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Process comparison on the microstructure and mechanical properties of fiber-reinforced polyphenylene sulfide using MuCell technology

: Lohr, C.; Beck, B.; Henning, F.; Weidenmann, K.A.; Elsner, P.


Journal of reinforced plastics and composites : JRPC 37 (2018), Nr.15, S.1020-1034
ISSN: 0731-6844 (Print)
ISSN: 1530-7964 (Online)
Fraunhofer ICT ()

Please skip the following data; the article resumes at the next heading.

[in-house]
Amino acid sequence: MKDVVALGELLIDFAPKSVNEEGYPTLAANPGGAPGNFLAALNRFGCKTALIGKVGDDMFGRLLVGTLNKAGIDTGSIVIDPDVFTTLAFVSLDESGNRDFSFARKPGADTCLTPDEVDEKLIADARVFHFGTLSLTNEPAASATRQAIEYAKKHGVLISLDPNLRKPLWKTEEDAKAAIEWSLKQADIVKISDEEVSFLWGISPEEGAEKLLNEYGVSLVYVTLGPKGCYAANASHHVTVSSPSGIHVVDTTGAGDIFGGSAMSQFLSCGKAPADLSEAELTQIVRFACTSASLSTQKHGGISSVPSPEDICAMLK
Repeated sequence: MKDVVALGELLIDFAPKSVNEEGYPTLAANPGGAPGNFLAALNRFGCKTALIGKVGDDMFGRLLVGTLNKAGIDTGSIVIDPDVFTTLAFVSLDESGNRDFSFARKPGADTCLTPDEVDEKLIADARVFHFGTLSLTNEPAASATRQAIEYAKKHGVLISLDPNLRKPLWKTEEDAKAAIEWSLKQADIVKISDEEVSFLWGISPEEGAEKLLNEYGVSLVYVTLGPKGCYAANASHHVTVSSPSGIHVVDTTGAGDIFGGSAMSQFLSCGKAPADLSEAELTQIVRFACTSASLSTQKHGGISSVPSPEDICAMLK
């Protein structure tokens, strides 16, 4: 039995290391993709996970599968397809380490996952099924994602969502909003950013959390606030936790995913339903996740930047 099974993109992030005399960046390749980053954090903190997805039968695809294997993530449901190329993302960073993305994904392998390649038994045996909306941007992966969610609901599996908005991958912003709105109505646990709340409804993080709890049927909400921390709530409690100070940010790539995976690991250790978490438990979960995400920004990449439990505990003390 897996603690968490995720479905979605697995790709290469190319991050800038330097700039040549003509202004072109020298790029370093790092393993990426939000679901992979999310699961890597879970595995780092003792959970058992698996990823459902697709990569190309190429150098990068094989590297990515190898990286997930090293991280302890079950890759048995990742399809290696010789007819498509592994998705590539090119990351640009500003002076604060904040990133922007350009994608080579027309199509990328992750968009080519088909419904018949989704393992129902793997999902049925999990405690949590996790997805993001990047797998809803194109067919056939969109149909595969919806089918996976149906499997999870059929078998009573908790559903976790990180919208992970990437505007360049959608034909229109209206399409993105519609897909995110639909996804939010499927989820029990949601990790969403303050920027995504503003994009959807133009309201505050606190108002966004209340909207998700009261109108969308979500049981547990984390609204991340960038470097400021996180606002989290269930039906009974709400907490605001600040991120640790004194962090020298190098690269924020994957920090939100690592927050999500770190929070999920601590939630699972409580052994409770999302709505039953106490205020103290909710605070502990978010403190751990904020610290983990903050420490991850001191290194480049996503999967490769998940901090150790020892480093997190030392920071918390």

The MuCell process is a special injection molding process which utilizes supercritical gas (nitrogen) to create integral foam sandwiches. The advantages are lower weight, higher specific properties and shorter cycle times. In this study, a series of glass fiber-reinforced polyphenylene sulfide foam blanks are manufactured using the MuCell injection molding process. The different variations of the process (low-pressure also known as structural foam injection molding) and high-pressure foam injection molding (also known as “core back expansion,” “breathing mold,” “precision opening,” decompression molding) are used. The sandwich structure and mechanical properties (tensile strength, bending strength, and impact behavior) of the microcellular and glass fiber-reinforced polyphenylene sulfide foams are systematically investigated and compared to compact material. The results showed that the injection parameters (injection speed, foaming mechanism) played an important role in the relative density of microcellular polyphenylene sulfide foams and the mechanical properties. It could be shown that the specific tensile strength decreased while increasing the degree of foaming which can be explained by the increased number of cells and the resulting cell size. This leads to stress peaks which lower the mechanical properties. The Charpy impact strength shows a significant dependence on the fiber orientation. The specific bending modulus of the high-pressure foaming process, however, surpasses the values of the other two processes showing the potential of this manufacturing variation especially with regard to bending loads. Furthermore, a high dependence of the mechanical properties on the fiber orientation of the tested specimens can be found.